The pair say the approach “gives us the confidence that a company can survive through a prolonged period of lower profitability caused by company-specific issues or an unexpected downturn in the economy”.

BP and Shell are the top two holdings. The third-biggest position is Marks & Spencer (LSE:MKS), while two banks, NatWest (LSE:NWG) and Standard Chartered (LSE:STAN), feature in the top 10.

In third place is Man GLG Income, up 14.4% over the period. The fund, which appears on interactive investor’s Super 60 list of investment ideas, has a value-driven approach, which involves seeking to find positive dividend surprises. It pays out income monthly.

Man GLG Income also holds Shell and BP, ranked first and fourth in the portfolio. In-between those two stocks are HSBC (LSE:HSBA) and Imperial Brands (LSE:IMB).

However, not all value strategies have benefited from the more favourable market backdrop. As the table below shows, five funds and trusts have posted losses since 1 December 2021.

Hurting performance was less exposure to the two oil majors compared with other value strategies appearing higher up the table. In addition, three of the funds, Fidelity Special Values (LSE:FSV), Polar Capital UK Value Opportunities, and Premier Miton UK Value Opportunities, have most of their exposure allocated to mid-cap and small-cap stocks.

Smaller company shares, which are more domestically focused than the mega-caps in the FTSE 100, have notably underperformed over the past 18 months, due to their higher-risk nature. Stagnant economic growth, high inflation and interest rate rises have led investors to be more cautious, which has caused share prices and valuations to slump.

However, as we have explained separately, various professional investors argue that too much bad news is now priced in, meaning that now could be a good opportunity to consider the funds and investment trusts specialising in UK smaller companies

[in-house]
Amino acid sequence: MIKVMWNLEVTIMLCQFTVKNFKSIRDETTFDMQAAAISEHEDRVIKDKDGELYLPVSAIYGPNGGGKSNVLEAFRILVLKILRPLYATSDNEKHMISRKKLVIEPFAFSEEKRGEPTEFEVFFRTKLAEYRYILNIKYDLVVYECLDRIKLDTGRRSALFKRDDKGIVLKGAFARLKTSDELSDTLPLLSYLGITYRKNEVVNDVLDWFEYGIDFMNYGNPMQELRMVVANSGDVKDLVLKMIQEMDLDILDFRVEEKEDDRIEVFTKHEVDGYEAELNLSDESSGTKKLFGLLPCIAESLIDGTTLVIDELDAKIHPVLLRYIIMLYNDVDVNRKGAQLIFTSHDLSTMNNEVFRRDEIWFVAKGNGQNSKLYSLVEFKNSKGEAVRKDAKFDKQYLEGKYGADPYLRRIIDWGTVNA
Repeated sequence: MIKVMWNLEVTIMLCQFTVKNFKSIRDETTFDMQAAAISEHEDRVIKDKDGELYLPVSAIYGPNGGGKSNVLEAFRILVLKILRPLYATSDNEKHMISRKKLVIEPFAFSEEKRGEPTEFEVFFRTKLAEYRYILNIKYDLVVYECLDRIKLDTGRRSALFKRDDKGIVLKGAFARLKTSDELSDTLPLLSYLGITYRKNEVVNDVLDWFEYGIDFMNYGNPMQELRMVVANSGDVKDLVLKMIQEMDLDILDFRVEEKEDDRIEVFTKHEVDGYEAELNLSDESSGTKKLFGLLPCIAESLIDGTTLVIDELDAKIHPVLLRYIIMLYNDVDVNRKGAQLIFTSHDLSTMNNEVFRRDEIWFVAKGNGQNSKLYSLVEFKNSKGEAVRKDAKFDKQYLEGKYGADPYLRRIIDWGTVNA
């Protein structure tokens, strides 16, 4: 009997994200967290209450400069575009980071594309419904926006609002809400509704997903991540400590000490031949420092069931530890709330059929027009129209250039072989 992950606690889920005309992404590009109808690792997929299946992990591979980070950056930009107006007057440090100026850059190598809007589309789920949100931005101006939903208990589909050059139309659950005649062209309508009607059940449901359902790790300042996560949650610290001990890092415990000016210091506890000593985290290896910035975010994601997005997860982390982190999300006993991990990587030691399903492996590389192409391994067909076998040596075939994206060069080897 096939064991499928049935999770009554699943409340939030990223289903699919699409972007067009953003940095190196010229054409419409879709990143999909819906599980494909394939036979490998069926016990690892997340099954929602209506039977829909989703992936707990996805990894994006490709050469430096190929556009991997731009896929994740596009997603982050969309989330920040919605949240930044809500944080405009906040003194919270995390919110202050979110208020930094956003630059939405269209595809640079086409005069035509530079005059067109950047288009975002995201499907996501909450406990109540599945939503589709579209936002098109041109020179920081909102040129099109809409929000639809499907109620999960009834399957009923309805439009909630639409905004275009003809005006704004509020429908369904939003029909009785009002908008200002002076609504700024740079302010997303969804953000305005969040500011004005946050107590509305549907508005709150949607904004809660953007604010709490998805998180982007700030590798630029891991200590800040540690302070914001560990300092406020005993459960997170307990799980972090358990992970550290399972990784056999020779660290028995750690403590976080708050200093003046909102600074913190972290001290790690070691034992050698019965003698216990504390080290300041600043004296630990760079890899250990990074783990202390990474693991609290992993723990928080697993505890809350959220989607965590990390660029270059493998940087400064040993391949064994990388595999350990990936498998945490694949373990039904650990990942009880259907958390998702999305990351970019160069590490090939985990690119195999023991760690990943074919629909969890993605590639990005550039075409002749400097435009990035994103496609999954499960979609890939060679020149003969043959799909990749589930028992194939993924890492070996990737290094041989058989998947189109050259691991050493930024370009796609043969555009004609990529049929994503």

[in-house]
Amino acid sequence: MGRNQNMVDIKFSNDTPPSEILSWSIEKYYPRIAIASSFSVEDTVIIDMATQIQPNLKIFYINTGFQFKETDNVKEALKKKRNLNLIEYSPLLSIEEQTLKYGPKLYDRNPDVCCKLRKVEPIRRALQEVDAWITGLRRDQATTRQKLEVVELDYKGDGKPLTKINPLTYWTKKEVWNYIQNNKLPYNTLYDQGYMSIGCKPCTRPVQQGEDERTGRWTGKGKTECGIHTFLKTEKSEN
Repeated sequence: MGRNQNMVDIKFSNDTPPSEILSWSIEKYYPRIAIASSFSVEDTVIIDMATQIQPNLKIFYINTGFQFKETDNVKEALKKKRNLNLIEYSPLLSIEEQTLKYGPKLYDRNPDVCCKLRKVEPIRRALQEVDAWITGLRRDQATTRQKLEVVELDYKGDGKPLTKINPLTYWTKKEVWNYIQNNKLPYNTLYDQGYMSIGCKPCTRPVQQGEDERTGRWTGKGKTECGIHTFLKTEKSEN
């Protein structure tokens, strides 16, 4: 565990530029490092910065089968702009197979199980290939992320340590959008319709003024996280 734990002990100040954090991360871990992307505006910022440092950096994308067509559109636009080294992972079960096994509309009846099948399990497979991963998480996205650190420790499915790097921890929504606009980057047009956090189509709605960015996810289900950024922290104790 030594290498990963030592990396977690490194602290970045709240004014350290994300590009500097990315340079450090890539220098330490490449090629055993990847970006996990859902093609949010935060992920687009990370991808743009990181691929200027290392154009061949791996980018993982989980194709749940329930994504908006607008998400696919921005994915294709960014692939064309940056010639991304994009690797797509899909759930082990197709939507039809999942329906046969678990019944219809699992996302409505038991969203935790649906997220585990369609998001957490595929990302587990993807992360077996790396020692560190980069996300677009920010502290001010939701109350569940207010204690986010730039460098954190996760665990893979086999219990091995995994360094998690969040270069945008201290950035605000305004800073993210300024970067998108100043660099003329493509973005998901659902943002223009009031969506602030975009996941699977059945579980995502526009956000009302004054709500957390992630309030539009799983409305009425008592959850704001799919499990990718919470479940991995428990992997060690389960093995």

How global value funds have fared

As mentioned above, there’s less choice for fund investors looking for a global strategy. However, five active funds adopting a global approach have all outperformed the MSCI World index since 1 December, with four comfortably outpacing it, namely Murray International (LSE:MYI)Jupiter Global Value Equity, Ninety One Global Special Situations, and Schroder Global Recovery.

All four of those active funds also outperformed three value ETFs, which delivered similar returns ranging from 8.9% to 9.2%.

Topping the charts is Murray International, which is also a Super 60 rated fund. It is managed by Bruce Stout, who in the current environment is favouring stocks that own “real assets” and have pricing power.

How global value funds and investment trusts have fared 

Data from 1 December 2021 to 21 April 2023. Source: FE Fundinfo. Past performance is not a guide to future performance.

Mix and match between the two styles

Realistically, any potential prolonged market rotation towards value is unlikely to go in a straight line. The first quarter of 2023 has been a good example of this as the five FAANG stocks have made very strong starts to the year. 

As ever, balance is key. Therefore, it is prudent to mix and match between growth and value strategies. Doing so, will help investors achieve greater levels of diversification.

These articles are provided for information purposes only.  Occasionally, an opinion about whether to buy or sell a specific investment may be provided by third parties.  The content is not intended to be a personal recommendation to buy or sell any financial instrument or product, or to adopt any investment strategy as it is not provided based on an assessment of your investing knowledge and experience, your financial situation or your investment objectives. The value of your investments, and the income derived from them, may go down as well as up. You may not get back all the money that you invest. The investments referred to in this article may not be suitable for all investors, and if in doubt, an investor should seek advice from a qualified investment adviser.

Full performance can be found on the company or index summary page on the interactive investor website. Simply click on the company's or index name highlighted in the article.